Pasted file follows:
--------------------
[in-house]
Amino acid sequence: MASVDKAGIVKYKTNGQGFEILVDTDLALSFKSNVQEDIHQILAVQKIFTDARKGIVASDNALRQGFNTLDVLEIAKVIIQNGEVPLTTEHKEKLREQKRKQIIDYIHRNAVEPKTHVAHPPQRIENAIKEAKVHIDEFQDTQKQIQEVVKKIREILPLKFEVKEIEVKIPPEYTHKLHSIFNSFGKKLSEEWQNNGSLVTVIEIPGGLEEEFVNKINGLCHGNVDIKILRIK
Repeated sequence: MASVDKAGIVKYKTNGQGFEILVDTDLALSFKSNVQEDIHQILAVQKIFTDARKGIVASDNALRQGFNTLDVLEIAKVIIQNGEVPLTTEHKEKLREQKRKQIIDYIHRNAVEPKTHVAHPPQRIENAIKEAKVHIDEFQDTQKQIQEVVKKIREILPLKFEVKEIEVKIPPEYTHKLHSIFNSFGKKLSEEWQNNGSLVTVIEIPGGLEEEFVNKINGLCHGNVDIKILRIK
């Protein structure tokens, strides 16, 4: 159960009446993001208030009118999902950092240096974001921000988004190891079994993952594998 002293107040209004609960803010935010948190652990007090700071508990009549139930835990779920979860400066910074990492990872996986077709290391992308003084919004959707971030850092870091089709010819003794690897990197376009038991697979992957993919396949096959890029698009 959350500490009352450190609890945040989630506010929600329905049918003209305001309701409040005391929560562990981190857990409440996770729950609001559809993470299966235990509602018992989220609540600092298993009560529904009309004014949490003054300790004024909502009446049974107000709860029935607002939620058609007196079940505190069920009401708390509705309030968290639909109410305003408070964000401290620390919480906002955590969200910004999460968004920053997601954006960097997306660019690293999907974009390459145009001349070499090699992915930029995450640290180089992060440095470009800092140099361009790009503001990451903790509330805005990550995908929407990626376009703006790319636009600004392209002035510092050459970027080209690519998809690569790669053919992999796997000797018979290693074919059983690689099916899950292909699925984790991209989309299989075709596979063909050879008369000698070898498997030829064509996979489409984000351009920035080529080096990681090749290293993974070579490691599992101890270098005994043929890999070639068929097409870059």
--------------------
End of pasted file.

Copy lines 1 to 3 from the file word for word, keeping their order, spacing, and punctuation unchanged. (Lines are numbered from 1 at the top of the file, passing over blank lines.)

[in-house]
Amino acid sequence: MASVDKAGIVKYKTNGQGFEILVDTDLALSFKSNVQEDIHQILAVQKIFTDARKGIVASDNALRQGFNTLDVLEIAKVIIQNGEVPLTTEHKEKLREQKRKQIIDYIHRNAVEPKTHVAHPPQRIENAIKEAKVHIDEFQDTQKQIQEVVKKIREILPLKFEVKEIEVKIPPEYTHKLHSIFNSFGKKLSEEWQNNGSLVTVIEIPGGLEEEFVNKINGLCHGNVDIKILRIK
Repeated sequence: MASVDKAGIVKYKTNGQGFEILVDTDLALSFKSNVQEDIHQILAVQKIFTDARKGIVASDNALRQGFNTLDVLEIAKVIIQNGEVPLTTEHKEKLREQKRKQIIDYIHRNAVEPKTHVAHPPQRIENAIKEAKVHIDEFQDTQKQIQEVVKKIREILPLKFEVKEIEVKIPPEYTHKLHSIFNSFGKKLSEEWQNNGSLVTVIEIPGGLEEEFVNKINGLCHGNVDIKILRIK